I guess with
(1) mylist must be given from a standard input
you mean that the name of that file has to be given as a commandline parameter when calling the script. In that case the $1 you use is correct. I also assume that the directory the file should be moved to should have the same name as the commandline parameter given.
Before moving the file create the directory if it does not exist already. You can do that using the mkdir command, but you better use the -p option with it, otherwise it will bail out if that directory already exists.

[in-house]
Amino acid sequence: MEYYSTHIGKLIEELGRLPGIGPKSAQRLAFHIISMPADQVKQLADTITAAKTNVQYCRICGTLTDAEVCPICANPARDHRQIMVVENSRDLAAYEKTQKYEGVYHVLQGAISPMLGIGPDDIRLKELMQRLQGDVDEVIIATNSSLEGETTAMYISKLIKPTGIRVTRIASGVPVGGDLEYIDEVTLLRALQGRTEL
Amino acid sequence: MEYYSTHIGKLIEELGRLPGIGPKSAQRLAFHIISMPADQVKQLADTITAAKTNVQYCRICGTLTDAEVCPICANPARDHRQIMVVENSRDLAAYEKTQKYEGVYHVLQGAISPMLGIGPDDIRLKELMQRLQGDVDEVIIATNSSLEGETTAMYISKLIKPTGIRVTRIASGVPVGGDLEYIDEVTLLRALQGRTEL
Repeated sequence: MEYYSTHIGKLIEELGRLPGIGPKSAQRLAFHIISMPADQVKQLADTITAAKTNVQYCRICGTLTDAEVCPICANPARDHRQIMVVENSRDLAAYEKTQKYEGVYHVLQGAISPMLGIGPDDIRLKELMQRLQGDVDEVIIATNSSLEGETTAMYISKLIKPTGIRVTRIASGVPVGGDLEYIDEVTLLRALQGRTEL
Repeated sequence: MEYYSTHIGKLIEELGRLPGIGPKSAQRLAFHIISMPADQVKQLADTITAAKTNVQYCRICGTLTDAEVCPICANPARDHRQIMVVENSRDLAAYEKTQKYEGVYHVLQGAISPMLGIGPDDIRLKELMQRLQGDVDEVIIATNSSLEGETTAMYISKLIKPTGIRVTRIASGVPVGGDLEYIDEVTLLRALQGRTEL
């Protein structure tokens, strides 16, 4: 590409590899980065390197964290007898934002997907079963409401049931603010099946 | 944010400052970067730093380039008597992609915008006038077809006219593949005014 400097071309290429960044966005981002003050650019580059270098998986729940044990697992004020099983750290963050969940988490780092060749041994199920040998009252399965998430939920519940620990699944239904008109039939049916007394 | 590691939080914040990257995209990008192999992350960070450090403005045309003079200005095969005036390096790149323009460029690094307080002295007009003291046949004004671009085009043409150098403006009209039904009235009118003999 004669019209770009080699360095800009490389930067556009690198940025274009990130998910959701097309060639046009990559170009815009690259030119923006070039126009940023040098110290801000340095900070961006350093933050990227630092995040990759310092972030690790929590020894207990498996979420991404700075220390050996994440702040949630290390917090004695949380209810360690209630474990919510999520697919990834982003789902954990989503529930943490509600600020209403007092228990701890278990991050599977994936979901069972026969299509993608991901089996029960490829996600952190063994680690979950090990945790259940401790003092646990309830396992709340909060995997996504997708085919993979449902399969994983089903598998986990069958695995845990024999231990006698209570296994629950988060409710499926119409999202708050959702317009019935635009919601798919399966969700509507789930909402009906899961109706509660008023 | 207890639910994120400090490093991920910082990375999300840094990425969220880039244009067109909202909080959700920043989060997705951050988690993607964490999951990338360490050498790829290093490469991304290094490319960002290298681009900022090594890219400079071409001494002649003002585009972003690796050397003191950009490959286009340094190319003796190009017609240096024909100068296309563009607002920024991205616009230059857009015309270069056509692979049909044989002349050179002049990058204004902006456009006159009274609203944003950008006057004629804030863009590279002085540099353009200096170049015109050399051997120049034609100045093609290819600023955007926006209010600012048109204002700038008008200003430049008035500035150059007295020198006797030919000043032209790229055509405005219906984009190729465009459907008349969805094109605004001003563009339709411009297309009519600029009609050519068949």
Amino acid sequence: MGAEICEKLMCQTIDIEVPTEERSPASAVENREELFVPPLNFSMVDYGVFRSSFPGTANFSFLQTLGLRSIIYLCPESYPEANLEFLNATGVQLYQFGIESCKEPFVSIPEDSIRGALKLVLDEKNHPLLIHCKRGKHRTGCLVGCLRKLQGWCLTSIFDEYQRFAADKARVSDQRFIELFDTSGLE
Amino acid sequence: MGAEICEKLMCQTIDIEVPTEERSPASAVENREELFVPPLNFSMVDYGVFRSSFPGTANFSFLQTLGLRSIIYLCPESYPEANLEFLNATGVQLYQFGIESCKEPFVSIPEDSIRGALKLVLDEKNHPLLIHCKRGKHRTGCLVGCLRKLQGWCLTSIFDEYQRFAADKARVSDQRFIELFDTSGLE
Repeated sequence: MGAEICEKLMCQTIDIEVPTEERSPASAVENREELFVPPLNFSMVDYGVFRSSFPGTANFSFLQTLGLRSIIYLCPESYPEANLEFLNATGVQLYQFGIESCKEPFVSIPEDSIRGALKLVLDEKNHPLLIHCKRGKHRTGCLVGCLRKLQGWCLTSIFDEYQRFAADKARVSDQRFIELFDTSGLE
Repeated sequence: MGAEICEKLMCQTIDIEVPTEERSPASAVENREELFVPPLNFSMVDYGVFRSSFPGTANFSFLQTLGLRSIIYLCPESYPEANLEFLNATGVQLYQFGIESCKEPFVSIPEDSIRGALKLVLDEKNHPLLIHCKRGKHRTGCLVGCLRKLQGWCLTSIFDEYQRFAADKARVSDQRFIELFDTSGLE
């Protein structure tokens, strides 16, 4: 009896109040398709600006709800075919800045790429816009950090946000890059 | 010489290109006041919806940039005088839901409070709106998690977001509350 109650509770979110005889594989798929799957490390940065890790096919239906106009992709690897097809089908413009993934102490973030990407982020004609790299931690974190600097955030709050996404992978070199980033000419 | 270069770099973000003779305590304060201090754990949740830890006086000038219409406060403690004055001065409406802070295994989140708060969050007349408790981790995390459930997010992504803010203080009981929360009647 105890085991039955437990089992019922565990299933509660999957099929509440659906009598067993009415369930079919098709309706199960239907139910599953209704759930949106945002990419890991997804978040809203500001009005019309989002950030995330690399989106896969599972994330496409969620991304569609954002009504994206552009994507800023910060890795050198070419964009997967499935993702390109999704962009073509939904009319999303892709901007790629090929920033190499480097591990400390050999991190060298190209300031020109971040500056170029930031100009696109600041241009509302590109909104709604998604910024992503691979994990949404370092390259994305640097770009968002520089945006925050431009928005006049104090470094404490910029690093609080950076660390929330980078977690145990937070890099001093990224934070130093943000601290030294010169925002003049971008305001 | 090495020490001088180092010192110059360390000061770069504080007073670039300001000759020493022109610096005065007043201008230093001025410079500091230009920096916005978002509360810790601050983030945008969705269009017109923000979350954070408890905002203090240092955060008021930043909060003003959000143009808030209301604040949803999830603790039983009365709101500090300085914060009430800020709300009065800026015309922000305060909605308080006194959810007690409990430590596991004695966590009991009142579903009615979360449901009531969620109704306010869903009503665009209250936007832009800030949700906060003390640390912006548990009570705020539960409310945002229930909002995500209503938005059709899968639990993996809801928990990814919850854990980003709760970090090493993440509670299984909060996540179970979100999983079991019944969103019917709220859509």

So your script would look like this:
ls -al > $1.txt
mkdir -p $HOME/$1
mv $1.txt $HOME/$1/
Keep in mind that there are some implications with writing the script this way:
1. It will not work when run in a directory for that the current user does not have write permissions
2. It will not work correctly if the user does not give the filename as commandline option
3. It may unintentionally overwrite an existing file in case the given filename corresponds with an already existing directory structure
It is likely for now not in the focus of your assignment, but better options to avoid those caveats would be:
1. Directly create the file in the directory you would move it later to anyways
2. Check if the user has given a commandline argument
3. Check if the file already exists and implement a security question, if so
I guess option 2 and 3 will come up later in your course, when you learn if/then statements and reading user input.